Over our cups, Byron and I had the sudden, uncanny feeling that Trump could go all the way to the GOP nomination.
After all, with Trump enjoying more Republican support than any other GOP candidate -- and with all Republicans fully aware that any other candidate could not possibly beat Hillary if Trump launched a third party -- what's to stop the The Donald?
He has enough ego -- and enough money -- to launch a thousand political parties.
In recent months, you have probably noticed my gathering conviction that Republicans -- and conservative Christians, even if apolitical -- are their own worst enemy, behaving with such ugly self-certainty that their constituency can only wane because young people have no interest in following elders into madness, whether their madness be clinical, or just a frozen pose of anger at other people who do not genuflect before their (slightly variant) altars of Absolute Authoritarianism.
I encourage you to read the following post:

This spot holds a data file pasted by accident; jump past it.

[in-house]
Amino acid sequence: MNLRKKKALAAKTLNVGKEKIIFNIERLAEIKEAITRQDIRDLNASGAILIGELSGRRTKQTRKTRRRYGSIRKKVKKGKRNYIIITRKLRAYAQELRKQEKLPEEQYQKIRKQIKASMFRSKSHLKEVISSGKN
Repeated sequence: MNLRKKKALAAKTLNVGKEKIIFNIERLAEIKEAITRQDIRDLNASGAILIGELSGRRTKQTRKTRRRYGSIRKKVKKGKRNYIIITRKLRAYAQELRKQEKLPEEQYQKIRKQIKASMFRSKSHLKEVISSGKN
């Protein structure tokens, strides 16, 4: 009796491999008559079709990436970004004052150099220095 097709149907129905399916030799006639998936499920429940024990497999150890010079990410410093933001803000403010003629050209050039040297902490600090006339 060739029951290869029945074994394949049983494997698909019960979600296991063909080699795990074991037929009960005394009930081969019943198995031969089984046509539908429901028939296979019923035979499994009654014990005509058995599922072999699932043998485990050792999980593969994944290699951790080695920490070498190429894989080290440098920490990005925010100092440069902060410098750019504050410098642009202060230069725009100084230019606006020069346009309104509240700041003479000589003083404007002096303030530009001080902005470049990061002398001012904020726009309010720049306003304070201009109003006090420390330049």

"Moderate Republican For Trump: Only Trump Can Restore GOP Sanity... By A Landslide Loss"
The United States -- spearheaded by its scaredy-cat right-wing -- disintegrated into National Lunacy on 9/11.
Bruce Bartlett -- a high-ranking Reagan, Bush, Kemp official -- was immune to The National Lunacy and reminds us what mainstream Republicans were before Tea Bags went Mad Hatter.
The Moderate Republican’s Case for Trump
Only Trump can make the GOP sane again—by losing in a landslide to Hillary Clinton.
As a moderate Republican who voted for Obama, I should be Donald Trump’s natural enemy. Instead, I’m rooting for him.
The Republican establishment foresees a defeat of Barry Goldwater proportions in the unlikely event Trump wins the Republican presidential nomination. As Trump’s lead in the polls grows, so too does their panic. Yet, for moderate Republicans, a Trump nomination is not something to be feared but welcomed. It is only after a landslide loss by Trump that the GOP can win the White House again.
Trump’s nomination would give what’s left of the sane wing of the GOP a chance to reassert control in the wake of his inevitable defeat, because it would prove beyond doubt that the existing conservative coalition cannot win the presidency. A historic thrashing of the know-nothings would verify that compromise and reform are essential to recapture the White House and attract new voters, such as Latinos, who are now alienated from the Republican Party.